ou’re a value expert, and so you’ll likely be asked questions like “why can’t we implement something I saw in x factory?”
I set out to answer that question in this post. The short answer is no, we don’t implement techniques directly from manufacturing because health care is different than manufacturing in several important ways.
Here is a more detailed explanation:
We teach standard work here at University of Utah Health from a services perspective. This difference may cause confusion as some improvers learn about it from other sources focused on manufacturing environments.
In a services environment, delivering value means interacting with our customers in our space as we perform our work.
This situation is very different from a manufacturing environment which customers never see (excepting plant tours) and don’t directly influence. In the US, the locus of lean thinking is still manufacturing because manufacturing is still the largest sector of our economy. Health care is sixth. Thanks to technological advancement and continuous process improvement (and contra political rhetoric) the current era of US manufacturing is stronger than any other in terms of output.
We limit the discussion of standard work in our curriculum to the elementary: a definition, a few examples, and a greenbelt homework assignment. If you go a little further you can find thousands of pages (web and dead tree) and full training courses on the subject.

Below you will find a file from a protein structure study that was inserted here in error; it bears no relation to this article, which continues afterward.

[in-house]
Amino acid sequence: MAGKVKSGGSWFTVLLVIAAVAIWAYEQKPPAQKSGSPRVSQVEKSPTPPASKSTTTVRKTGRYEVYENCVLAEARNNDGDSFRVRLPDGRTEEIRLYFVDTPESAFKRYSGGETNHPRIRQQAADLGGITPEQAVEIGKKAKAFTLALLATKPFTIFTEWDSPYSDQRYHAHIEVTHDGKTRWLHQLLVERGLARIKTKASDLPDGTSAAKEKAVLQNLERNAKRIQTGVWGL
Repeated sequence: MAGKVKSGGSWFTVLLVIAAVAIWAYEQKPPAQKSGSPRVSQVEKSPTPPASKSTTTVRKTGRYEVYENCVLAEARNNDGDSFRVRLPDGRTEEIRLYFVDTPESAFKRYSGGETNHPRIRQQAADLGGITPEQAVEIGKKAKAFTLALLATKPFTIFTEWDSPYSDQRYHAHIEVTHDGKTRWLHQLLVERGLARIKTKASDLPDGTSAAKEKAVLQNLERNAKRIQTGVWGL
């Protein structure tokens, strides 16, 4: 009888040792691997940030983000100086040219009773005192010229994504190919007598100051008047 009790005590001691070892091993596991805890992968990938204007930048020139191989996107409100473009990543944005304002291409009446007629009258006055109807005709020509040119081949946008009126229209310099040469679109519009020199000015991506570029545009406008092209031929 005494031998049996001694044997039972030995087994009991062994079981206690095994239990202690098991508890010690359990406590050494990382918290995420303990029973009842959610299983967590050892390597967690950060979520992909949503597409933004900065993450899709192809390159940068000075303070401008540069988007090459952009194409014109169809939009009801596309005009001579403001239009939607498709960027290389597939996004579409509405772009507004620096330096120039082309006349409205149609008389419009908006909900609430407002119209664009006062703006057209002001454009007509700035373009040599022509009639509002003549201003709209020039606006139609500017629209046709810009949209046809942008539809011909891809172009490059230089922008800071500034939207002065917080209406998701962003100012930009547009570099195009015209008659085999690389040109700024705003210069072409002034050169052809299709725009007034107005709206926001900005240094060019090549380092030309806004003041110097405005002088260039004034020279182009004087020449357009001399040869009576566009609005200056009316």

I spent a few minutes on the intertubes reading the online definitions. The majority of definitions are manufacturing-centric and emphasize these three basic elements:
- Work sequence
- Takt time (customer demand rate)
- Standard inventory throughout the process (aka WIP)
In our standard work curriculum, we de-emphasize the last two bullets. Here’s why:
The complications of takt time in health care
Manufacturers can design a pull system according to takt time (customer demand rate) with relatively high precision because their customers are at the end of the process, not flowing along with it. (Owners of custom design-build shops would raise a hand in protest at such a blanket assertion, but they’re too busy dealing with customer change-orders.) The supply and demand relationship within health care markets is fundamentally perverse and this complicates the notion of takt time. Furthermore, in health care delivery, our customer comes along with us throughout the experience, injecting their variation all along the way.
Why in-process inventory is not a standard work requirement in health care
Manufacturers process raw material into finished goods with a keen awareness that inventory is cash, temporarily transformed. They know that their factory is just one series of links in the larger value chain that starts with mother nature and ends with the consumer. This realization spawned just-in-time inventory management science that minimizes inventory levels at each step in the chain. In-process inventory would be extraneous information in many health care standard work situations because we provide health information and care; inventory is not the main event. On this topic, in case you hadn’t heard, we are very good at managing the supply chain.
Core requirements of standard work in health care
- Represents best practice, minimizing variability and preventing errors, based on data and expert consensus
- Sequence of steps (turnaround time of each step is nice but you can do a lot of good without them)
- Appropriate visuals
- Thoughtful on word count, white space, and layout
- It must be visual
- It is integrated into the flow of the work, always accessible, literally in an instant
In our curriculum, standard work and forcing functions are discussed as cousin topics, both in the service of helping get the process right.
In the next post, I share some examples and some opportunities for standard work in clinical settings.